Moving to the second step of the Mayo framework, the Court considered whether the elements of the claims contain an “inventive concept” sufficient to “transform” the claimed abstract idea into patent-eligible subject matter. The Court concluded that the “mere recitation of a generic computer cannot transform a patent-ineligible abstract into a patent-eligible invention.” Accordingly, the court held that the functions performed by a computer recited in the claims (e.g., obtaining data, adjusting account balance, and issuing automated instructions) were “purely conventional” computer functions. Furthermore, the Court concluded that the generic computer components recited in Alice Corp.’s system claims were not enough to transform the underlying abstract idea into patent-eligible subject matter.
Unlike the claims at issue in Bilski that included only method claims, the Alice Corp. claims included system claims and computer-readable medium claims. The Court, however, held that system and computer-readable medium claims were no different in substance from the method claims. Therefore, the Court held that these claims were also ineligible for patent protection.
Innovation and Patent Trolls
The Alice ruling has been viewed favorably by some, particularly constituencies that are concerned with so-called “patent trolls.” This is because many patents asserted by patent trolls relate to computer-implemented technologies. Thus, the feeling among some constituencies is that the Alice ruling will provide a basis to challenge patents being asserted by patent trolls. The Alice ruling will undoubtedly have an impact in some validity challenges.
Less discussed is the potential impact that the Alice ruling may have on software and computer innovators. Clearly, the Alice ruling does not declare software ineligible for patent protection. The case does not even mention the word software. However, software can be naturally abstract and this characteristic of software may clash with the court’s concerns that abstract concepts not be protected by patents.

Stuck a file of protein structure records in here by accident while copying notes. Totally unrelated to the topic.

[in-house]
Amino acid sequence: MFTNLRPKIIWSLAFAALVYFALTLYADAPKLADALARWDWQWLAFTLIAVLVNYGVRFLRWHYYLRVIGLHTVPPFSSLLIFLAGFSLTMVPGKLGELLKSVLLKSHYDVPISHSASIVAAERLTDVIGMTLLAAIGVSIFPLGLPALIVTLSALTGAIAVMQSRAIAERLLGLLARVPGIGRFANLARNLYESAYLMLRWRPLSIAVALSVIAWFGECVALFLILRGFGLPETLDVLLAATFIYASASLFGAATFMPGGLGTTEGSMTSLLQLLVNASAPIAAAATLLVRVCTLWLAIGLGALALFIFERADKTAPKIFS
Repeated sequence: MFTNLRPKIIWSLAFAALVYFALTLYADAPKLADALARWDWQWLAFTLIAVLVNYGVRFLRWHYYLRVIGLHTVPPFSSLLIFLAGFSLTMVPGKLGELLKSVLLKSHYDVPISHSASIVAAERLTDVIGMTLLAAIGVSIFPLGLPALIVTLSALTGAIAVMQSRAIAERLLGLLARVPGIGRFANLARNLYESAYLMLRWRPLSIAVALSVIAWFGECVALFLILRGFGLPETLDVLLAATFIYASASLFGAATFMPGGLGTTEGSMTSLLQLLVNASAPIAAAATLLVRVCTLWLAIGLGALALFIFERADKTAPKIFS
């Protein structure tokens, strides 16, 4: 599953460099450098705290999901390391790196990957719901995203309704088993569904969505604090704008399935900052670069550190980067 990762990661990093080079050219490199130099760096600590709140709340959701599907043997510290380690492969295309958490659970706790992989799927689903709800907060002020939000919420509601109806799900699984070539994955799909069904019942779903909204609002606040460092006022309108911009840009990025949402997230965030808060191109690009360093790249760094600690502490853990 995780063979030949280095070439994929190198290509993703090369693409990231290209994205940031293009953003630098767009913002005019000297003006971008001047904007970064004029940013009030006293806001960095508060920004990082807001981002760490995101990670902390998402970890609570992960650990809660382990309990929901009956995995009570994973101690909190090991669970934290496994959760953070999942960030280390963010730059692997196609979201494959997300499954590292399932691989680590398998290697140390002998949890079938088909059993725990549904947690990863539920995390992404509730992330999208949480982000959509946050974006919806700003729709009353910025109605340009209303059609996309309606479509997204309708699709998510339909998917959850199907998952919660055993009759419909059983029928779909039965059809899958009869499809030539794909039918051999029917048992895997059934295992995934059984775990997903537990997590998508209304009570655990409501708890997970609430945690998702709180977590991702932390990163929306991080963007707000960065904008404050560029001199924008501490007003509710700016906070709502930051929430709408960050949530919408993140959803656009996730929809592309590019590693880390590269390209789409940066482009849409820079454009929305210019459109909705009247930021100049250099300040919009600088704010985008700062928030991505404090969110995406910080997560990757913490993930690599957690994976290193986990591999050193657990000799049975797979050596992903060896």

Another unstated aspect of the Alice ruling is that past U.S. Patent Office guidelines indicated that “software per se” was not eligible for patent protection. In other words, the software had to be part of something else, such as a system or be stored on a physical thing, such as drive or disk. These prior guidelines were often used as the impetus for claiming software innovations as instructions stored on a computer readable medium or as a computer-implemented system. The Alice ruling indicates that system and computer-readable medium claims will not be treated differently simply or solely because such claims are not directed to a process or method.
Hardware innovations, even in devices that have existed for decades continue to be made and the eligibility of these innovations for patent protection is generally not in question. Of course such innovations are subject to scrutiny for novelty and non-obviousness. Computer-implemented innovations, which branched off from hardware, however, are still something that patent applicants, the courts, and the Patent Office appear to struggle with when addressing the threshold question of patent eligibility.
Derek Stettner is a partner at Michael Best & Friedrich LLP in Milwaukee.